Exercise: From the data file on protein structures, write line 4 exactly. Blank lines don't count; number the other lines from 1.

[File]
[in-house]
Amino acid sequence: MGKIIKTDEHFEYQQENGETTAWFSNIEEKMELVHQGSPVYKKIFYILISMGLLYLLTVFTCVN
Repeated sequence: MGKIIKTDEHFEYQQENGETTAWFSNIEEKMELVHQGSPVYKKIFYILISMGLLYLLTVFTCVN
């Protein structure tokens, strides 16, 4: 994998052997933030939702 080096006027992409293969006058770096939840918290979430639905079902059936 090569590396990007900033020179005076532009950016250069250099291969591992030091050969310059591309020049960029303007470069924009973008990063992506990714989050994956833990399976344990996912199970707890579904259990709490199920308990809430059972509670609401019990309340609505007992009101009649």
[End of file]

């Protein structure tokens, strides 16, 4: 994998052997933030939702 080096006027992409293969006058770096939840918290979430639905079902059936 090569590396990007900033020179005076532009950016250069250099291969591992030091050969310059591309020049960029303007470069924009973008990063992506990714989050994956833990399976344990996912199970707890579904259990709490199920308990809430059972509670609401019990309340609505007992009101009649």